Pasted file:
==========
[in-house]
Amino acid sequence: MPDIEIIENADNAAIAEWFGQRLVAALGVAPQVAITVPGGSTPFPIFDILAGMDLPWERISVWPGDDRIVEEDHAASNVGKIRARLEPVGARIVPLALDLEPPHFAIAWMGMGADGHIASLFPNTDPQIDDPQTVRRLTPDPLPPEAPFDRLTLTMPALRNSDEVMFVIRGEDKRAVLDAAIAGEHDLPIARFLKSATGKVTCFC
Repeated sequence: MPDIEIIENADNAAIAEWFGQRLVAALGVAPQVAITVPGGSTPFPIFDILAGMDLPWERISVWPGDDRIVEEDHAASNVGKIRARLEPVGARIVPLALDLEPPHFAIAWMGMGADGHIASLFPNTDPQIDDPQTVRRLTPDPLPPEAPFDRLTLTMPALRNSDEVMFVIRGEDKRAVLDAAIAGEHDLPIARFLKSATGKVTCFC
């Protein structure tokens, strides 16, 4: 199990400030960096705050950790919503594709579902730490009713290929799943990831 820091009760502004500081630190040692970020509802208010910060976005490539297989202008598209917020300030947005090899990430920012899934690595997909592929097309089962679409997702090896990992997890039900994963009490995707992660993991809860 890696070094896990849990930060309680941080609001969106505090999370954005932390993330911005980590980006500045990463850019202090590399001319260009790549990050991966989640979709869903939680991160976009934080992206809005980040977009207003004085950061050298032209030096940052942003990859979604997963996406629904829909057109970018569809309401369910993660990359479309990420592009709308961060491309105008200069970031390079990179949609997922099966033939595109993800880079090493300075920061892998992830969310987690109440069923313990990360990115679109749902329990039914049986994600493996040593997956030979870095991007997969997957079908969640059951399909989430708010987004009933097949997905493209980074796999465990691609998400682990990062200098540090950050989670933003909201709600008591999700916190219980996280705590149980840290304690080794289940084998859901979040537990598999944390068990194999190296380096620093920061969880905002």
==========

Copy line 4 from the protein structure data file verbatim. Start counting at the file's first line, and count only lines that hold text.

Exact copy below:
């Protein structure tokens, strides 16, 4: 199990400030960096705050950790919503594709579902730490009713290929799943990831 820091009760502004500081630190040692970020509802208010910060976005490539297989202008598209917020300030947005090899990430920012899934690595997909592929097309089962679409997702090896990992997890039900994963009490995707992660993991809860 890696070094896990849990930060309680941080609001969106505090999370954005932390993330911005980590980006500045990463850019202090590399001319260009790549990050991966989640979709869903939680991160976009934080992206809005980040977009207003004085950061050298032209030096940052942003990859979604997963996406629904829909057109970018569809309401369910993660990359479309990420592009709308961060491309105008200069970031390079990179949609997922099966033939595109993800880079090493300075920061892998992830969310987690109440069923313990990360990115679109749902329990039914049986994600493996040593997956030979870095991007997969997957079908969640059951399909989430708010987004009933097949997905493209980074796999465990691609998400682990990062200098540090950050989670933003909201709600008591999700916190219980996280705590149980840290304690080794289940084998859901979040537990598999944390068990194999190296380096620093920061969880905002």